Hi Katie, I struggled with the exac same issues while I was on gleevec for 3 years (that's how it's spelled for whatever reason in the US). I had the exact same feelings. You're not alone. It got to the point that I decided to talk to my Dr. and we switched me to Sprycel. It's made a world of difference. I've been on Sprycel for 2 years. I still have severe fatigue issues but the depression is gone. I later realized gleevec was causing the depression and anxiety I had. Sprycel had made a world of difference for me but I still struggle with the fatigue. I'm a single mom to two VERY active kids and I work full time. I know what you feel. You may be able to talk to your Dr about reducing the dosage or switching to something else since your quality of life has gone down, that's what my Dr did. I start my new dosage Wenesday. We'll see what happens.

I pray that you are able to find solution. Just remember that you aren't alone.


Katie, so sorry to hear of your struggle. Been there done that. I was diagnosed with CLL five years ago. I started chemo immediately (FCR) and the fatigue (amongst others) hit very quickly, i was able to continue work for a while. A week off for chemo two weeks on. By the third cycle I could not continue work, needed help around the house walking anywhere left me completely exhausted. After the chemo was over it was a slow recovery. Well after several relapses, in April 2013 I had BEAM therapy with an autologous stem cell transplant. My doctor had encouraged me to exercise as Mach as I could beforehand which I did. Building up slowly, pushing a little further each time. After the SCT walking to the letterbox was enough, I worked at it, a little further each day, when tired I rested, did a little more each day. Within two weeks I was going about a mile including a hill. I went shopping but used a scooter for a couple of weeks until I had built up my distance. In two months I had started working from home (I am an engineer desk bound), then half days at home & work after a month of that full time at work. Utterly, exhausted by the end of the week, so rested up at the weekend. Still pushed to walk a little further each day. By November my doctor said I could get back on the bike. By Easter I did 44km and still do regular rides between 20-35km. I still get tired on Occassion and rest when needed. I am now pretty much fully recovered and enjoying being fitter than I was five years ago. I put this down to my persistence in exercising, a little more each day and rest when tired. This usually helped in sleeping as well.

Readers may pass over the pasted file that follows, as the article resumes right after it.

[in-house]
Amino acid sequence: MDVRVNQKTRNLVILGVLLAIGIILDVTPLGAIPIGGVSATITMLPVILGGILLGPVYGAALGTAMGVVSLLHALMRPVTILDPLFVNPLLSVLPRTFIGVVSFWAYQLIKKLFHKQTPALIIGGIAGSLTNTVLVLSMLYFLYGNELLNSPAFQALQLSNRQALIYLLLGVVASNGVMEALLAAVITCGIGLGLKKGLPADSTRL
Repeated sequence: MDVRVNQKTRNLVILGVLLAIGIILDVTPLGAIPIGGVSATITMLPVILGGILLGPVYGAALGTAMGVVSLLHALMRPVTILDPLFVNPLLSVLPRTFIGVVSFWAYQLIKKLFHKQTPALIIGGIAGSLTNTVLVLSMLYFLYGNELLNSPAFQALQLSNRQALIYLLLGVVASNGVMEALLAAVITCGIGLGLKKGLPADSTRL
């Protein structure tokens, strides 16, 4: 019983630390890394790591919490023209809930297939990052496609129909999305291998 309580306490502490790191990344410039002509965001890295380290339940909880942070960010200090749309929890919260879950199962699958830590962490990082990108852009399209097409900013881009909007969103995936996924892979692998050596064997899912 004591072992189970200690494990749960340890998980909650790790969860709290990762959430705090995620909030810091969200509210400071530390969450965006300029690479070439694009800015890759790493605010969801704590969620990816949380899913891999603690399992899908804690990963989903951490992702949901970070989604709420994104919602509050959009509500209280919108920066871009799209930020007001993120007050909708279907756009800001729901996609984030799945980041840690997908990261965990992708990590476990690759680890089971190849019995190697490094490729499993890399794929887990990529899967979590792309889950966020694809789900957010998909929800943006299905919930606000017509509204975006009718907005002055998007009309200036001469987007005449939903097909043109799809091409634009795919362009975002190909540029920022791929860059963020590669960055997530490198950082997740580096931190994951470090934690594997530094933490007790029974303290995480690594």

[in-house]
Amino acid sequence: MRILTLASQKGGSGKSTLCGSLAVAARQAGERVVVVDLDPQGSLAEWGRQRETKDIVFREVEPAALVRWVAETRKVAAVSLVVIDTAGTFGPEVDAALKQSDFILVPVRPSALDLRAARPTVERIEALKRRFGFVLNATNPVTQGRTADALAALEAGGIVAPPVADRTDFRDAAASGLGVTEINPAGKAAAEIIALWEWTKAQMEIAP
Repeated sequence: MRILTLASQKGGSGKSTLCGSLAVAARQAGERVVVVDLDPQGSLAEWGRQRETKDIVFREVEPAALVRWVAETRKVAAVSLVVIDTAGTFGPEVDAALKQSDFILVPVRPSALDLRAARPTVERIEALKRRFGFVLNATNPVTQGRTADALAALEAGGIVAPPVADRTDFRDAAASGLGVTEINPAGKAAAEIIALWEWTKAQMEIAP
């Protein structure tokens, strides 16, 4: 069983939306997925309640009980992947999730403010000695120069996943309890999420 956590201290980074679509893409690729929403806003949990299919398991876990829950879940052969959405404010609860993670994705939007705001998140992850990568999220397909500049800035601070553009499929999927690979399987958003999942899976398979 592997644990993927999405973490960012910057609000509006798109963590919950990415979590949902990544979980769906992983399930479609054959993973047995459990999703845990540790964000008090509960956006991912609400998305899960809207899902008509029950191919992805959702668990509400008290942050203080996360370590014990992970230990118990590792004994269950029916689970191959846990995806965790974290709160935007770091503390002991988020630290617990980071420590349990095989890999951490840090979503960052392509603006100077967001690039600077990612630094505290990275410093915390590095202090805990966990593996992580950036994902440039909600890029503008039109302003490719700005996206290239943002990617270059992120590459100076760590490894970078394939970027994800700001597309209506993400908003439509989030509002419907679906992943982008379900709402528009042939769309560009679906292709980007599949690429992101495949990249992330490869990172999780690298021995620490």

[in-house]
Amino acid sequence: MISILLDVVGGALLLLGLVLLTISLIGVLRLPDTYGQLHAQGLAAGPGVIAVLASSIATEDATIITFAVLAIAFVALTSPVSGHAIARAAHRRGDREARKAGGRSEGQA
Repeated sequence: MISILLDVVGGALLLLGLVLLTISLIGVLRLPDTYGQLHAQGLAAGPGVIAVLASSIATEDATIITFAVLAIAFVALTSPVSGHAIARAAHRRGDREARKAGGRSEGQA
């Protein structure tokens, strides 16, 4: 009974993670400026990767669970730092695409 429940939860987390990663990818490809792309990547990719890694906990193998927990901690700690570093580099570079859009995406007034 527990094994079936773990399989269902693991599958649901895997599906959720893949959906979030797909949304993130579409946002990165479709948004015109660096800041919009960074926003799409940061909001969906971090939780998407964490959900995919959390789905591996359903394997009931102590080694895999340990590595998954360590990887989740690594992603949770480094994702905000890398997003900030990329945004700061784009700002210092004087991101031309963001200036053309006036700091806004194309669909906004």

This might sound counter intuitive. It did work for me. I didn't do it for my early chemo and the recovery always took much longer.
All the best for your recovery.
Don T


I am sorry to hear of your challenges but am here to bring you a fighting chance to beat the fatigue & beat the cancer.

I am a Nutritional Microscopist, specializing in Live & Dry Blood analysis. I also am a Lymphatic Drainage Therapist.

Please check out the following regarding Kris Carr & her journey with stage 4 cancer. Also check out Crazy Sexy Cancer trailer on Youtube.



Katie. I am 13 years post transplant. CML the same as you. I threw myself back into work after six months and have ups and downs as afar as fatigue goes it is not easy and many people do not understand how hard it is sometimes. I must say though that caffeine was a big problem for me and it was not until I swapped coffee for cold water that I realised how much it was affecting my life, especially sleep. Have you tried cutting out the coffee? Keep your chin up!! James


Dear Christi,

Thank youf for this - I am a Naturopathic Physician and regularly use essentil oils amongst an array of other therapies and really high quality supplements to help keep my energy as high as it can bt.


Dear Gemma,
Thank you for taking the time to read and comment on my blog. I think I have cried more in the last 8 and a half years than the previous 22. Ha ha ha ha..... Fasting is a nightmare. I had to stop taking Nilotinib and change to Bosutinib because of the fatigue AND fasting combination. It was hideous. We really are, that sums it up very well! XXX